VIDEO ESSAY: The Man and the Masses

I wrote this video essay for Cinema Kaburlu, exploring how masala filmmakers tend to use cinematagraphy to distingush the hero i.e. the demigod from the masses. Watch:

You can read an extended version of the essay in text here:

Cinema, often regarded as the most magnanimous form of entertainment, is first and foremost an audio-visual art form. It’s a medium,  to tell stories, communicate ideas, and enable the viewers to transcend reality for a few fleeting moments. As it slowly became a source of entertainment over the years, we began overlooking its purpose of cinematography and sound design. With the advent of masala filmmaking, the camera was reduced to a tool to capture the leading man in all his glory and music as an instrument to nudge what we are supposed to feel. 

According to the late American film critic Roger Ebert, there is a lot to dissect in each and every frame. For instance, a character framed towards the left is considered negative and the one framed towards right is deemed positive.

A close-up, a wide-angle, a low-angle, a top-angle, each and every shot has a distinct purpose. Although many filmmakers and viewers fail to acknowledge it, they still hold meaning. 

In the words of Ebert,

“A Point-of-view above a character’s eyeline reduces him; below the eyeline, enhances him. Extreme high angle shots make characters into pawns; low angles make them into gods”

Words to be closely observed: ENHANCE and GODS. What better way to describe how a star is portrayed? A frame indicates the dominance of a character and their importance in that scene. This is the reason why the protagonists tend to get close-ups and extreme close-ups of face while supporting characters and other unimportant characters remain in a corner. Likewise, no masala film is complete without a low angle shot, and there is a reason why our filmmakers hold it in high regard. The scene where Ballaladheva meets an imprisoned Devasena for the first time in Bahubali: The Beginning is a great example of using low-angle and close-ups to foreshadow one’s dominance. The scene begins with Balladeva’s son agitating a physically fragile Devasena, and she walks out, the camera remains on her knee level, and she stands tall despite her weak moral standpoint. Although she is weak, the camera never looks down upon her. There’s a wide shot revealing Devasena is under their captivity. A top angle – known as god’s view – alluding to the absence of a mystical savior. The director treats Devasena, Bhalladeva, and Nasser, equally. When Bhallaldeva claims Mahishmathi has forgotten Amarendra Bahubali, we get a low-angle shot equating him to the mightiest person of the Mahishmati universe.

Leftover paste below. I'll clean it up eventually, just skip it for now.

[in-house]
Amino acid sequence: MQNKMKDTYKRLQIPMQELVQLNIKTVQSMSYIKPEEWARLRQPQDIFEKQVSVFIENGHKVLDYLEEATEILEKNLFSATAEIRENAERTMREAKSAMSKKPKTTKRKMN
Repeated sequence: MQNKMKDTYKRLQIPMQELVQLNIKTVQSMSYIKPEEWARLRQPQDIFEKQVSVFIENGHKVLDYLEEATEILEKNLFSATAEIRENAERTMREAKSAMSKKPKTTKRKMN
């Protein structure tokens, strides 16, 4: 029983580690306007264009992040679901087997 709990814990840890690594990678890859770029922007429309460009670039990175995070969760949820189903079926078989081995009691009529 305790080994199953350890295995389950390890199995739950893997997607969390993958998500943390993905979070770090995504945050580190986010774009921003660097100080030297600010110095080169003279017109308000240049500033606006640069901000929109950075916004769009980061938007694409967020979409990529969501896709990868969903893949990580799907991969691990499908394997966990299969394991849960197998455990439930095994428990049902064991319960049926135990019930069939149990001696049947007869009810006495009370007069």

Now, continuing with masala filmmakers’ fetish with low-angle shots, they make the protagonist mightier than everyone, literally making them look like high-rise statutes(insert hospital scenes from Simha mainly because the camera is so low, almost at his testicles). While close-ups establish the character’s importance in a particular scene, low-angles allude to the dominance of their stature.